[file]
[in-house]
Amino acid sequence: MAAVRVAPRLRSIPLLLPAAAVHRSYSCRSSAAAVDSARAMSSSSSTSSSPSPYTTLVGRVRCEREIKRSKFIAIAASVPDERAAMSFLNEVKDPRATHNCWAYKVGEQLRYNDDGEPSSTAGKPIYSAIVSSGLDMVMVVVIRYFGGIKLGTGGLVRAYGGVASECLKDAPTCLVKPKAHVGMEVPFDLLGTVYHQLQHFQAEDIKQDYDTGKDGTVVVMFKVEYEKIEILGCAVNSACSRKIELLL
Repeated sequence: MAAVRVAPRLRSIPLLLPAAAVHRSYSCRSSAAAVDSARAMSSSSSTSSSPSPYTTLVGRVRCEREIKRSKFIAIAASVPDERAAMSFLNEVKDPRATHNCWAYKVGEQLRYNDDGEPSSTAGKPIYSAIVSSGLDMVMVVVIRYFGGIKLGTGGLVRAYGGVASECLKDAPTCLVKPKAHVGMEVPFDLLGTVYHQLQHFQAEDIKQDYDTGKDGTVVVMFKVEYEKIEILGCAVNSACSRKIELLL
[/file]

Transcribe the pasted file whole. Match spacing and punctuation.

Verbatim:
[in-house]
Amino acid sequence: MAAVRVAPRLRSIPLLLPAAAVHRSYSCRSSAAAVDSARAMSSSSSTSSSPSPYTTLVGRVRCEREIKRSKFIAIAASVPDERAAMSFLNEVKDPRATHNCWAYKVGEQLRYNDDGEPSSTAGKPIYSAIVSSGLDMVMVVVIRYFGGIKLGTGGLVRAYGGVASECLKDAPTCLVKPKAHVGMEVPFDLLGTVYHQLQHFQAEDIKQDYDTGKDGTVVVMFKVEYEKIEILGCAVNSACSRKIELLL
Repeated sequence: MAAVRVAPRLRSIPLLLPAAAVHRSYSCRSSAAAVDSARAMSSSSSTSSSPSPYTTLVGRVRCEREIKRSKFIAIAASVPDERAAMSFLNEVKDPRATHNCWAYKVGEQLRYNDDGEPSSTAGKPIYSAIVSSGLDMVMVVVIRYFGGIKLGTGGLVRAYGGVASECLKDAPTCLVKPKAHVGMEVPFDLLGTVYHQLQHFQAEDIKQDYDTGKDGTVVVMFKVEYEKIEILGCAVNSACSRKIELLL